Deities of the Hindu faith represent various expressions of Brahman. Brahma created the universe. Vishnu safeguards the universe. Shiva destroys the universe. Hindu communities possess different gods whom they worship and approach the Ultimate.
In Hinduism, Brahma (Father of All) means three things. He is the seed, source, and creator of all living beings in the universe. Brahma revealed sacred knowledge including the ancient religious hymns and manuscripts called the Vedas. His name is Svayambhu or “Self-Manifested” since nobody created him.
This deity came from Manifested Brahman like everyone including Siva and Vishnu. Brahma is the “Universal Self.”Vedic priests are known as Brahmanas since they worship Brahma through sacrificial rituals and invoke his power.
In the Vedas, this God is the power of prayer. Upanishad texts portray Brahma as the greatest reality that rises above everything material. He is meaningful as this is the primary belief of Hindus. Brahma is neither spirit nor being. This distinguishes Hinduism from other religions. He is the basis of Hinduism because all other deities are part of him.
This god stands for everything in the world including its spiritual meaning. He is the force of power as well as persona of reality, wisdom, and infinity. Brahma is significant among Hindus because of his eternal origin as the reason for and foundation of all that exists. Other Hindu deities are merely components or expressions of Brahma. The main parts are Vishnu and Shiva, preserver and destroyer of the universe respectively.
Vishnu refers to “Giver and Provider of Things.” In Hinduism, he preserves and upholds Dharma, moral order of the universe and system of living that represents religion, law, and duty. Vishnu is major element of the Hindu Trinity. This god is Lord of the Universe as well as Supreme Self. The Vedas considers him as Aditya sun god, defender of law, and provider of blessings. He is a god with multiple incarnations or personifications.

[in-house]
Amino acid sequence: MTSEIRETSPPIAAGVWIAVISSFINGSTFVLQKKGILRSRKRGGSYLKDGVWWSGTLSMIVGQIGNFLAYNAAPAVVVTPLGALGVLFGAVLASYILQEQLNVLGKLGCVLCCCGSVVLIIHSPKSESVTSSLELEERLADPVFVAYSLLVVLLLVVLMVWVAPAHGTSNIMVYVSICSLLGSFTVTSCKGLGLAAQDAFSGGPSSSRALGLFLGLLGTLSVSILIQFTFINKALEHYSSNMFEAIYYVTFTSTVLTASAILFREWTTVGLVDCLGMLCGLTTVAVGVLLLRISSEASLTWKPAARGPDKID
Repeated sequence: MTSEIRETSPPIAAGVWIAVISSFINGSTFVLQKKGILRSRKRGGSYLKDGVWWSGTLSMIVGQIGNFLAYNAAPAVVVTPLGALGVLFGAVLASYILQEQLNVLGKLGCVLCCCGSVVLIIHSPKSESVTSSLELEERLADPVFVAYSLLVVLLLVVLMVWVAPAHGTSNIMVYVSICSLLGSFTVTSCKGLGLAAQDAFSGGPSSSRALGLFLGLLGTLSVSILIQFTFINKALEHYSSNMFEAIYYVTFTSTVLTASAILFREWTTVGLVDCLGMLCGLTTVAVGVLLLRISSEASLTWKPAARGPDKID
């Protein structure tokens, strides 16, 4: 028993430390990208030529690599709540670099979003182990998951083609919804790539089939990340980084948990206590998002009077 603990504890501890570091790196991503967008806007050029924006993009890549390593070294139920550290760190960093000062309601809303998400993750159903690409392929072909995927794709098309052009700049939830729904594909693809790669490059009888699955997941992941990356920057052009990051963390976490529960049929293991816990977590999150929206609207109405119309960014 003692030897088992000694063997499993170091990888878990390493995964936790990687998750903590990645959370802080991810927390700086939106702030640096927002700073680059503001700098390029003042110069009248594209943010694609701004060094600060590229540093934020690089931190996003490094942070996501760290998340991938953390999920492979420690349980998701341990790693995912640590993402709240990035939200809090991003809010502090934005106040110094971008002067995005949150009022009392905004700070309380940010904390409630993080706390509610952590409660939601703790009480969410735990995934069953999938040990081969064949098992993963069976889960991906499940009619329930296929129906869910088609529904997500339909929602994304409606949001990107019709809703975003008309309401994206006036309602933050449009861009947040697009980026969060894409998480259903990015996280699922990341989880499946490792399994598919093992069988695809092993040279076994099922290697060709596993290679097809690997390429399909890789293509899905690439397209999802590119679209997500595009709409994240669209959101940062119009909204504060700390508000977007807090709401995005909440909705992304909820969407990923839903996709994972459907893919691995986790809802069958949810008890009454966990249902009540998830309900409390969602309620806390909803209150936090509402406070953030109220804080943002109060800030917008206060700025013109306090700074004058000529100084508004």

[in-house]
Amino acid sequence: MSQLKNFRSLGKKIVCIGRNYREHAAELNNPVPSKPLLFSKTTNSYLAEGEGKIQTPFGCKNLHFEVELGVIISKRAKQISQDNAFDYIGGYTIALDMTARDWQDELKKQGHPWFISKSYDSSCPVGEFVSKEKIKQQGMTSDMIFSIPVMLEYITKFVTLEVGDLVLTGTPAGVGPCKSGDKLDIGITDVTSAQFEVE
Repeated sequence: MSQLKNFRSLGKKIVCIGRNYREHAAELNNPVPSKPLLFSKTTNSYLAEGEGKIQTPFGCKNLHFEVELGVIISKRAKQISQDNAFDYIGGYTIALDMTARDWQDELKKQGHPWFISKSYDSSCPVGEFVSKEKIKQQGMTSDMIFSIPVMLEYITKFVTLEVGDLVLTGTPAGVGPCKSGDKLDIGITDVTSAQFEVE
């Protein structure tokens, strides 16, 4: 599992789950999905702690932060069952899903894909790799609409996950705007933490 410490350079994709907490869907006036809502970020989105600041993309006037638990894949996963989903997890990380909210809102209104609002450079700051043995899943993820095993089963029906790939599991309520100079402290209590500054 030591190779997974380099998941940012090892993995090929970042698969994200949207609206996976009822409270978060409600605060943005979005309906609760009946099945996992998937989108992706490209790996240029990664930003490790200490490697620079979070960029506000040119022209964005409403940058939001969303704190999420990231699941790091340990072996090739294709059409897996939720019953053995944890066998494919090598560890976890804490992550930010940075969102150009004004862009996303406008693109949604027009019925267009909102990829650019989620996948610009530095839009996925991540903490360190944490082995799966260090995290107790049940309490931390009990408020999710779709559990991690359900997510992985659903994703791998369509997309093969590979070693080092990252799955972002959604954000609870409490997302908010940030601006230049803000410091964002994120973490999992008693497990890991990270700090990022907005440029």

In due time, Vishnu turned into Narayana, absolute being among Hindus which literally translates to dweller of humans and waters. Vishnu has four arms. Each one stands for a particular attribute: Duty and Virtue, Material Wealth and Success, Liberation, and Pleasure. These traits are expanded espousing Brahma’s symbol.
This deity is a divine go-between protecting justice as well as moral order by reconciling disagreements regardless of whether these are gods or human beings. People pray to Vishnu for a variety of reasons. With numerous representations, he has become a universal source of inspiration because mortals relate easily with him compared to other distant divine beings. Humans usually call upon Vishnu for protection or to acquire knowledge, wealth, or knowledge.
Shiva is the third principal deity of Hinduism. The name means Auspicious or Favorable One. Shiva has other names that include Sambhu (Benignant), Samkara (Beneficent), Pasupati (Lord of Beasts), Mahesa (Great Lord) and Mahadeva (Great God). Shiva disciples are referred to as Saivites.
Shiva is a contradictory god because he is known as destroyer and restorer. He is frugal and icon of sensuality. At the same time, he is the compassionate shepherd of souls and furious avenger. A very popular myth about Shiva narrates how he saved humanity by holding in his throat the poison that tossed in the waters and jeopardized mankind. As a result, he is frequently portrayed with a blue neck.
Of all the Hindu deities, the Lord Shiva had the most appeal to the emotions of Hindus. He lived in the mountains bearing the trident. His third eye typifies the all-knowing perception of the Brahman. While Shiva is recognized as among the trinity, devotees consider him as Masheswara who represents the god in three forms. His distinct aspects manifest themselves as creator, preserver, and destroyer of the universe he created. People worship him as Lingeswara whose name denotes creative prowess.
Isvara is also acknowledged as the Saguna or Dynamic Brahman. Ordinary humans cannot understand the singularity of the universe. The god existing in the trinity or three persons (immeasurable planes) appear at the same time in three various roles. The difference lies in the appearances which become part of the majestic or magnificent illusion that the god entwines all around humankind.